World's Largest Dividend ETF Is Getting a Makeover

In early June, Vanguard announced that the Vanguard Dividend Appreciation ETF (VIG), the largest dividend exchange traded fund by assets, is switching benchmarks, moving to the S&P U.S. Dividend Growers Index.

Index changes aren’t uncommon in the world of ETFs. In the case of VIG, investors shouldn’t expect material alterations to this beloved approach to steady dividend growth stocks. In fact, VIG’s new benchmark may offer some benefits.

VIG’s new index applies “a yield screen to try to steer clear of value traps. The top 25% of eligible stocks as ranked by indicated dividend yield is not eligible to be added to the index, while current constituents ranking in the top 15% will be removed,” according to Morningstar.

VIG isn’t an overt cyclical ETF. In fact, it has no exposure to energy and real estate stocks, yet it does have robust value exposure by way of a combined 36.60% weight to industrial and financial services stocks. While investors often think value and dividend stocks intersect – and they often do – VIG’s status as a blended fund is important. For example, it’s lagging the S&P 500 Value Index this year, but over the past three years, the Vanguard fund has trounced that index.

VIG 1 Year Performance

More Details on VIG’s New Index

Like the current benchmark, VIG’s new index weights components by market value and caps stocks at weights of 4%.

VIG’s upcoming index “will use stocks’ float-adjusted market caps in order to improve the funds’ liquidity, focusing on the portion of firms’ outstanding shares that is readily available to the market,” adds Morningstar.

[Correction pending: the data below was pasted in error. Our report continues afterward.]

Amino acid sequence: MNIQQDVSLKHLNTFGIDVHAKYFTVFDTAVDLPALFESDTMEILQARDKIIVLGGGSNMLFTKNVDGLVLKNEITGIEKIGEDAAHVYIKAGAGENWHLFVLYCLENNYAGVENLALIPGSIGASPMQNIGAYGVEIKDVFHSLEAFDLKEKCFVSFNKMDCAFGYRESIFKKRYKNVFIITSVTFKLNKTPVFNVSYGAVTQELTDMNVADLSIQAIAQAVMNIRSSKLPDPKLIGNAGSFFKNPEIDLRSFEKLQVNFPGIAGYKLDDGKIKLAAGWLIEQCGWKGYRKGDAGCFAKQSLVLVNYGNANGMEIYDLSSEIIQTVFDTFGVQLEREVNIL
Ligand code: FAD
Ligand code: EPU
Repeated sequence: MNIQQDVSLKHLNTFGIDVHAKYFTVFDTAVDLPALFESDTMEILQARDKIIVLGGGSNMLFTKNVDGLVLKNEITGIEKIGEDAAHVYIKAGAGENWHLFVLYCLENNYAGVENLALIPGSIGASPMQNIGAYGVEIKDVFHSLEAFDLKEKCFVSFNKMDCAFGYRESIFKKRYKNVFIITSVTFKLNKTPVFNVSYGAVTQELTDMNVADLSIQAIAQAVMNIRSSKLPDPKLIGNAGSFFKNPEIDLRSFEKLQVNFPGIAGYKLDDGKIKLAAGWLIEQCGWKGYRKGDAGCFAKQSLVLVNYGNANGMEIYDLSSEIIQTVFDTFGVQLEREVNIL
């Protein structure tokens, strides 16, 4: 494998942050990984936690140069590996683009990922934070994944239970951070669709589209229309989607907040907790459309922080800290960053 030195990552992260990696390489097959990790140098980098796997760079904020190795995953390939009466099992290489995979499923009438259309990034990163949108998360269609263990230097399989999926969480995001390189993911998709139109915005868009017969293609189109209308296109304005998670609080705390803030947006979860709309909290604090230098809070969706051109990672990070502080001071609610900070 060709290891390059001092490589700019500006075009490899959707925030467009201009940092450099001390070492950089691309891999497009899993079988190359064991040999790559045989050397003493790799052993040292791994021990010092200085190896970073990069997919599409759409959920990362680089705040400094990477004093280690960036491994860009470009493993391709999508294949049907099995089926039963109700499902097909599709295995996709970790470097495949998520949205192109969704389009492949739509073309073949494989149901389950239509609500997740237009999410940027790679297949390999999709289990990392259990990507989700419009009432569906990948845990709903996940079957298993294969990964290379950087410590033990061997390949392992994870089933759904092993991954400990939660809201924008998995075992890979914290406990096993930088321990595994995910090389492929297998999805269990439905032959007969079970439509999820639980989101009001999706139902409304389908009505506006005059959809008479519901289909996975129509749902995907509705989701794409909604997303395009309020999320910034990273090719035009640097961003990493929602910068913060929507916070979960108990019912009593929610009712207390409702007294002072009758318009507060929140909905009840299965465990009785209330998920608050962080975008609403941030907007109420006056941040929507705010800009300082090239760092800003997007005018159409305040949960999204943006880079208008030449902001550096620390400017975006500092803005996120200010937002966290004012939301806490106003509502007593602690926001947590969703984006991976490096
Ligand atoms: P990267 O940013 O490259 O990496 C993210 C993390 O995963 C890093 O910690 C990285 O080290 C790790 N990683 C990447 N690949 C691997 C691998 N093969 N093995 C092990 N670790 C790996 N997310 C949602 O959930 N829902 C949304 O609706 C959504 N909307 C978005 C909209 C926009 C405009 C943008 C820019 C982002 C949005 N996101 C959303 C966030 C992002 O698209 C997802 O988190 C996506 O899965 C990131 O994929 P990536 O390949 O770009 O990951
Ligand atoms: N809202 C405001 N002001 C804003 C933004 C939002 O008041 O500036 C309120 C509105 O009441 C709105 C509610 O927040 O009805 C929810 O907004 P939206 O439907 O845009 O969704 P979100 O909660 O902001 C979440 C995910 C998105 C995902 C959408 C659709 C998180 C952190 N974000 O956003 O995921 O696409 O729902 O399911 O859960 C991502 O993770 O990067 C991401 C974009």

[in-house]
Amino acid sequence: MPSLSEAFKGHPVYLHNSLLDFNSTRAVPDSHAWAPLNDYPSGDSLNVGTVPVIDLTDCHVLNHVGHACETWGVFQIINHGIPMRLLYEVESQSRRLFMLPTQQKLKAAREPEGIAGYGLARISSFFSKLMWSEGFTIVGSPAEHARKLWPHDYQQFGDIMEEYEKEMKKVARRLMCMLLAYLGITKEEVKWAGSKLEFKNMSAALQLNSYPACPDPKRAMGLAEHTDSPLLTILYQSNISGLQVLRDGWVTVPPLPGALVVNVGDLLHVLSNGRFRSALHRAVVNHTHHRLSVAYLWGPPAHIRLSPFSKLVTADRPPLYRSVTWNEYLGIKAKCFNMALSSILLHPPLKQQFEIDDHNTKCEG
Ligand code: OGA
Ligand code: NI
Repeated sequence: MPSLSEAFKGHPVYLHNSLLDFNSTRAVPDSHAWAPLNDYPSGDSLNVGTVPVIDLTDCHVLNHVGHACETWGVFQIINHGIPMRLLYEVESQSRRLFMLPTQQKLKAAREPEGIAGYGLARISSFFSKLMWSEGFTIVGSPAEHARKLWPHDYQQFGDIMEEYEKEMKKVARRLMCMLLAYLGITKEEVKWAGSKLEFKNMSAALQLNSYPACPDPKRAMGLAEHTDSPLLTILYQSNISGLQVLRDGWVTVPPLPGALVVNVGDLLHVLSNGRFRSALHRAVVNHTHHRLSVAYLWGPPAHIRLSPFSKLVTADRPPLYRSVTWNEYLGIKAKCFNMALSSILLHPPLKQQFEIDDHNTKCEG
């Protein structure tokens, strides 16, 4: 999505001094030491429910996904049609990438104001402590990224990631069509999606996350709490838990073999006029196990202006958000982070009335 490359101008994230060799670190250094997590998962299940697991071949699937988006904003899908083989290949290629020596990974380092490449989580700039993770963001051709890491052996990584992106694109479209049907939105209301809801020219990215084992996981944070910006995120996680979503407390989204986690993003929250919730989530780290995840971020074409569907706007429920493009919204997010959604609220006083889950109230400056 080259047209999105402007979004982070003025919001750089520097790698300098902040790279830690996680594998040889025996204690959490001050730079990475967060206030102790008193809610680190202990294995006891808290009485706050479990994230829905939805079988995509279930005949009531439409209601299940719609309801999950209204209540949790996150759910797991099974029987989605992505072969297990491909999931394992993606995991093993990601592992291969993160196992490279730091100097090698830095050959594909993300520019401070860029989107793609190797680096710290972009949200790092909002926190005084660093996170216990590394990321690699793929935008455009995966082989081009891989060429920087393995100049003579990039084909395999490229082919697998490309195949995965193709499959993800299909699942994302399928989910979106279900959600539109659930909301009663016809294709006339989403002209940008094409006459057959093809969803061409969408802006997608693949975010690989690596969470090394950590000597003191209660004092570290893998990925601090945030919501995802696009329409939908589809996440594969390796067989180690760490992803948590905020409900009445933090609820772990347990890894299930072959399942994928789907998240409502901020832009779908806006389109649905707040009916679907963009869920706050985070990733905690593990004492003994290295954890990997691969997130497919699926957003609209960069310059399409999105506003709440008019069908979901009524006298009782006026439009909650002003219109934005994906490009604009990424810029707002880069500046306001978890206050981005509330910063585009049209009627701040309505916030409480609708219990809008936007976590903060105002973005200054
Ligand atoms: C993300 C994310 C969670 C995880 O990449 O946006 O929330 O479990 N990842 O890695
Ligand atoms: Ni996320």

As of the end of May, VIG’s top 10 holdings, nine of which are members of the Dow Jones Industrial Average, combined for 31.20% of the ETF’s weight, according to Vanguard data. Another interesting point about VIG’s upcoming index is that S&P moves quickly to remove dividend offenders from the gauge – something not all index providers do, which can allow cutters and suspenders to remain in an ETF longer than investors would like.

Add to that, VIG’s new index “will spread rebalancing over three days instead of trading everything in one day. This will help mitigate the market impact of rebalancing trades. It is also consistent with similar modifications that were made to the CRSP indexes in September 2017 that underpin many of Vanguard’s U.S. stock index funds,” according to Morningstar.

VIG charges just 0.06% per year, making it the least expensive fund in the dividend category.

For more news, information, and strategy, visit the Dividend Channel.

The opinions and forecasts expressed herein are solely those of Tom Lydon, and may not actually come to pass. Information on this site should not be used or construed as an offer to sell, a solicitation of an offer to buy, or a recommendation for any product.